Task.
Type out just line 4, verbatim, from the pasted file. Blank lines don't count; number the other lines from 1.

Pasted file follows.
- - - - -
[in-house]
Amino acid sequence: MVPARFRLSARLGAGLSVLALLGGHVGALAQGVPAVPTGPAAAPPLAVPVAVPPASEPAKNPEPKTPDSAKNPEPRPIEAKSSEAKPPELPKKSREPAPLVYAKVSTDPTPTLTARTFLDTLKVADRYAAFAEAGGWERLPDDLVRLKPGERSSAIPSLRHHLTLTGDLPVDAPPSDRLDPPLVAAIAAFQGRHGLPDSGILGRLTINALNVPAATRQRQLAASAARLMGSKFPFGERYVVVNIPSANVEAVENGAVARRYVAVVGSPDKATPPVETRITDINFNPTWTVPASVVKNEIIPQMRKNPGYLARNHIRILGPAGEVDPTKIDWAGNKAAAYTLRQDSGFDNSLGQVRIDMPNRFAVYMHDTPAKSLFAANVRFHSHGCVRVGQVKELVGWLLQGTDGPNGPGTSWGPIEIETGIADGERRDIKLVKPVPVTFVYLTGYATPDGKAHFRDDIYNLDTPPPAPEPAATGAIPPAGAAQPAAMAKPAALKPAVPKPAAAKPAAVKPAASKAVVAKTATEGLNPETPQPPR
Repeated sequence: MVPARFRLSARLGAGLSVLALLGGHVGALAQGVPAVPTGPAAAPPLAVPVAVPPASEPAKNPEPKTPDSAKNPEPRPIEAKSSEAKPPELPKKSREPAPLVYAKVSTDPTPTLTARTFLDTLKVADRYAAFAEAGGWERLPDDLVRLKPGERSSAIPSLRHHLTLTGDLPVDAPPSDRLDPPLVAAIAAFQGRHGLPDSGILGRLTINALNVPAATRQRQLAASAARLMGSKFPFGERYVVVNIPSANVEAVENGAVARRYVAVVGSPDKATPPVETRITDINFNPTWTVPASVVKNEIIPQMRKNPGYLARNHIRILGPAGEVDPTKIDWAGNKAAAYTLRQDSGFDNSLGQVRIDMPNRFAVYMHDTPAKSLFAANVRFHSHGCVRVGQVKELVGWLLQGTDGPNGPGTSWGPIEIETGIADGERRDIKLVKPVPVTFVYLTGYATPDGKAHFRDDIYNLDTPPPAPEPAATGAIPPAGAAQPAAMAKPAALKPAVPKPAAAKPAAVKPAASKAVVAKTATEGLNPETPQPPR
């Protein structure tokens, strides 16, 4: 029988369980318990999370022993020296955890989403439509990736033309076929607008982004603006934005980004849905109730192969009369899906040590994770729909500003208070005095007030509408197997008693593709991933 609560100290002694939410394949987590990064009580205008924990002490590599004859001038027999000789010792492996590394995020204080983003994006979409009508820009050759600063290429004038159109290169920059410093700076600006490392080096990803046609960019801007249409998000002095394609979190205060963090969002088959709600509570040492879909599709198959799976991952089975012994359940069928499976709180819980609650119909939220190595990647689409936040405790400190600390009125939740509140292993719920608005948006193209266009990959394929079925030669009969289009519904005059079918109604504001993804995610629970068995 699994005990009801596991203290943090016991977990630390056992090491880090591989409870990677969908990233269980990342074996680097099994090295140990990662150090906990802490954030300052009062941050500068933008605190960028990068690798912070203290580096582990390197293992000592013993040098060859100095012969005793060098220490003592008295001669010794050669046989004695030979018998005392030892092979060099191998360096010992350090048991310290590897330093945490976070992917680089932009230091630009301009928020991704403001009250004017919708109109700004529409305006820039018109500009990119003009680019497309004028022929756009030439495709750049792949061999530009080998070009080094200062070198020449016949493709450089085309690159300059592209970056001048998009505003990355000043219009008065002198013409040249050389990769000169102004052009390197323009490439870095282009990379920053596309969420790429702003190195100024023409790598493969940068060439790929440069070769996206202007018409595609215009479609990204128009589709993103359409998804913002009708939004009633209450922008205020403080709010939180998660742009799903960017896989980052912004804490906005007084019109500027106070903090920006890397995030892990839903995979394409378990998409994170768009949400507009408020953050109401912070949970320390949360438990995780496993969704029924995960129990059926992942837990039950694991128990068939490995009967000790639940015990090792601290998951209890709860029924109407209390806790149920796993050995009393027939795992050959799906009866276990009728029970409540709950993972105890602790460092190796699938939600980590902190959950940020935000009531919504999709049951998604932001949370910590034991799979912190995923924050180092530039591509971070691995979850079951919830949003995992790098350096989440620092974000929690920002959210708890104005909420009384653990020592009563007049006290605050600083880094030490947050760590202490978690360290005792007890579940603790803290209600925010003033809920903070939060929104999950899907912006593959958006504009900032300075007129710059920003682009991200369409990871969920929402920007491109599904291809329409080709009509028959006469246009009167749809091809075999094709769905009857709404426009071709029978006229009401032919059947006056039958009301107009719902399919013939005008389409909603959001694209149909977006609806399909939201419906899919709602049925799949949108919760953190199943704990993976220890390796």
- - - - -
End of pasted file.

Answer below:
């Protein structure tokens, strides 16, 4: 029988369980318990999370022993020296955890989403439509990736033309076929607008982004603006934005980004849905109730192969009369899906040590994770729909500003208070005095007030509408197997008693593709991933 609560100290002694939410394949987590990064009580205008924990002490590599004859001038027999000789010792492996590394995020204080983003994006979409009508820009050759600063290429004038159109290169920059410093700076600006490392080096990803046609960019801007249409998000002095394609979190205060963090969002088959709600509570040492879909599709198959799976991952089975012994359940069928499976709180819980609650119909939220190595990647689409936040405790400190600390009125939740509140292993719920608005948006193209266009990959394929079925030669009969289009519904005059079918109604504001993804995610629970068995 699994005990009801596991203290943090016991977990630390056992090491880090591989409870990677969908990233269980990342074996680097099994090295140990990662150090906990802490954030300052009062941050500068933008605190960028990068690798912070203290580096582990390197293992000592013993040098060859100095012969005793060098220490003592008295001669010794050669046989004695030979018998005392030892092979060099191998360096010992350090048991310290590897330093945490976070992917680089932009230091630009301009928020991704403001009250004017919708109109700004529409305006820039018109500009990119003009680019497309004028022929756009030439495709750049792949061999530009080998070009080094200062070198020449016949493709450089085309690159300059592209970056001048998009505003990355000043219009008065002198013409040249050389990769000169102004052009390197323009490439870095282009990379920053596309969420790429702003190195100024023409790598493969940068060439790929440069070769996206202007018409595609215009479609990204128009589709993103359409998804913002009708939004009633209450922008205020403080709010939180998660742009799903960017896989980052912004804490906005007084019109500027106070903090920006890397995030892990839903995979394409378990998409994170768009949400507009408020953050109401912070949970320390949360438990995780496993969704029924995960129990059926992942837990039950694991128990068939490995009967000790639940015990090792601290998951209890709860029924109407209390806790149920796993050995009393027939795992050959799906009866276990009728029970409540709950993972105890602790460092190796699938939600980590902190959950940020935000009531919504999709049951998604932001949370910590034991799979912190995923924050180092530039591509971070691995979850079951919830949003995992790098350096989440620092974000929690920002959210708890104005909420009384653990020592009563007049006290605050600083880094030490947050760590202490978690360290005792007890579940603790803290209600925010003033809920903070939060929104999950899907912006593959958006504009900032300075007129710059920003682009991200369409990871969920929402920007491109599904291809329409080709009509028959006469246009009167749809091809075999094709769905009857709404426009071709029978006229009401032919059947006056039958009301107009719902399919013939005008389409909603959001694209149909977006609806399909939201419906899919709602049925799949949108919760953190199943704990993976220890390796």